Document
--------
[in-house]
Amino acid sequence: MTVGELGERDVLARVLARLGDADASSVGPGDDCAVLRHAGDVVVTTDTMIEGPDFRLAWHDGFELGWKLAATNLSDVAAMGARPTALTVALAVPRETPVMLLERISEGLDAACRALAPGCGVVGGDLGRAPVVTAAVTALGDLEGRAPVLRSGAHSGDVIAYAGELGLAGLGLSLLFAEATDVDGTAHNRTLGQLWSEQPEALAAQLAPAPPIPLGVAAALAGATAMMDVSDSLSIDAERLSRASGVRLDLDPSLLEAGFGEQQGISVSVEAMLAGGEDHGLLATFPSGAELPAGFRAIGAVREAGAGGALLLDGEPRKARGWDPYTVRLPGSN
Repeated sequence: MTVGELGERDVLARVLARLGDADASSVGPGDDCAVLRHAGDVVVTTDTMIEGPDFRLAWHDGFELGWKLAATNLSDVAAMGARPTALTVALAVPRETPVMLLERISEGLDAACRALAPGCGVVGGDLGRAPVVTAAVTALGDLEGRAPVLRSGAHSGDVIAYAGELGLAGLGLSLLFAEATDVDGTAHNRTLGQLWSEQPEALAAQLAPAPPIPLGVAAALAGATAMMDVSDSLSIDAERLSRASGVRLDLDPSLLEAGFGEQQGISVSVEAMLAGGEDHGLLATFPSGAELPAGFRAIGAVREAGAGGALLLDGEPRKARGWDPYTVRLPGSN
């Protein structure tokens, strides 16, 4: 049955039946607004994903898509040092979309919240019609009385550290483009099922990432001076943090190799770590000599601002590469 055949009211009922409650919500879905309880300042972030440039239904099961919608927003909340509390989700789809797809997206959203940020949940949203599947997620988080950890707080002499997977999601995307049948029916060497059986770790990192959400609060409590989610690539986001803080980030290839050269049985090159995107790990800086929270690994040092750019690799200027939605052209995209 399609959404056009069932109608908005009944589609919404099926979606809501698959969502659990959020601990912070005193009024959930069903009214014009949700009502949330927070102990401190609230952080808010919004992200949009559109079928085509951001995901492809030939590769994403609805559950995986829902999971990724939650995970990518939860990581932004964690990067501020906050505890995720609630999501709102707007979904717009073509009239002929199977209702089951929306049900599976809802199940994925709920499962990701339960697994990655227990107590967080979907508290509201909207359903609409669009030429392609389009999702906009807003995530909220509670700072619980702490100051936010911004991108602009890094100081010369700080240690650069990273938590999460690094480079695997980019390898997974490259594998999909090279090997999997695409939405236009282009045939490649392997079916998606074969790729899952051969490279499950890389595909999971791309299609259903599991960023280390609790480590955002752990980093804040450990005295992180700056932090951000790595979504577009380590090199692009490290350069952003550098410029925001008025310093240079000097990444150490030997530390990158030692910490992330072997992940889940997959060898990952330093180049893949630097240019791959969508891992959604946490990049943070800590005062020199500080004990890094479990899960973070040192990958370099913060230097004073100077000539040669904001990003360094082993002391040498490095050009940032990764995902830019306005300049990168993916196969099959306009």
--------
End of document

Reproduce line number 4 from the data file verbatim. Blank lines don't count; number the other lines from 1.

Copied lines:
């Protein structure tokens, strides 16, 4: 049955039946607004994903898509040092979309919240019609009385550290483009099922990432001076943090190799770590000599601002590469 055949009211009922409650919500879905309880300042972030440039239904099961919608927003909340509390989700789809797809997206959203940020949940949203599947997620988080950890707080002499997977999601995307049948029916060497059986770790990192959400609060409590989610690539986001803080980030290839050269049985090159995107790990800086929270690994040092750019690799200027939605052209995209 399609959404056009069932109608908005009944589609919404099926979606809501698959969502659990959020601990912070005193009024959930069903009214014009949700009502949330927070102990401190609230952080808010919004992200949009559109079928085509951001995901492809030939590769994403609805559950995986829902999971990724939650995970990518939860990581932004964690990067501020906050505890995720609630999501709102707007979904717009073509009239002929199977209702089951929306049900599976809802199940994925709920499962990701339960697994990655227990107590967080979907508290509201909207359903609409669009030429392609389009999702906009807003995530909220509670700072619980702490100051936010911004991108602009890094100081010369700080240690650069990273938590999460690094480079695997980019390898997974490259594998999909090279090997999997695409939405236009282009045939490649392997079916998606074969790729899952051969490279499950890389595909999971791309299609259903599991960023280390609790480590955002752990980093804040450990005295992180700056932090951000790595979504577009380590090199692009490290350069952003550098410029925001008025310093240079000097990444150490030997530390990158030692910490992330072997992940889940997959060898990952330093180049893949630097240019791959969508891992959604946490990049943070800590005062020199500080004990890094479990899960973070040192990958370099913060230097004073100077000539040669904001990003360094082993002391040498490095050009940032990764995902830019306005300049990168993916196969099959306009």